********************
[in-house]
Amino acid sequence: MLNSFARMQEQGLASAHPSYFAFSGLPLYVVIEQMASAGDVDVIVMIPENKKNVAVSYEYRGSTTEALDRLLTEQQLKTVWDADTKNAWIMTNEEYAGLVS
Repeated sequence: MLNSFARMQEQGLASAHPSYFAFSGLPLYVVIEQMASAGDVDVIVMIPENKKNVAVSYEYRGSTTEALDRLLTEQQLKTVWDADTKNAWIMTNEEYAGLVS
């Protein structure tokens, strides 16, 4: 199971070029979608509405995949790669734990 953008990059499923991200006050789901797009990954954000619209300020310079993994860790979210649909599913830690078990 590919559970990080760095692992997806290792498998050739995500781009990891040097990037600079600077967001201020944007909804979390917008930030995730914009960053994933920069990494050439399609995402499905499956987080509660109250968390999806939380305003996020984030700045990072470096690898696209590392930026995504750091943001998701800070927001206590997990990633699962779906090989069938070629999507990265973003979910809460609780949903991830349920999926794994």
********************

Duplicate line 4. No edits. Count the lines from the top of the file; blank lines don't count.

């Protein structure tokens, strides 16, 4: 199971070029979608509405995949790669734990 953008990059499923991200006050789901797009990954954000619209300020310079993994860790979210649909599913830690078990 590919559970990080760095692992997806290792498998050739995500781009990891040097990037600079600077967001201020944007909804979390917008930030995730914009960053994933920069990494050439399609995402499905499956987080509660109250968390999806939380305003996020984030700045990072470096690898696209590392930026995504750091943001998701800070927001206590997990990633699962779906090989069938070629999507990265973003979910809460609780949903991830349920999926794994």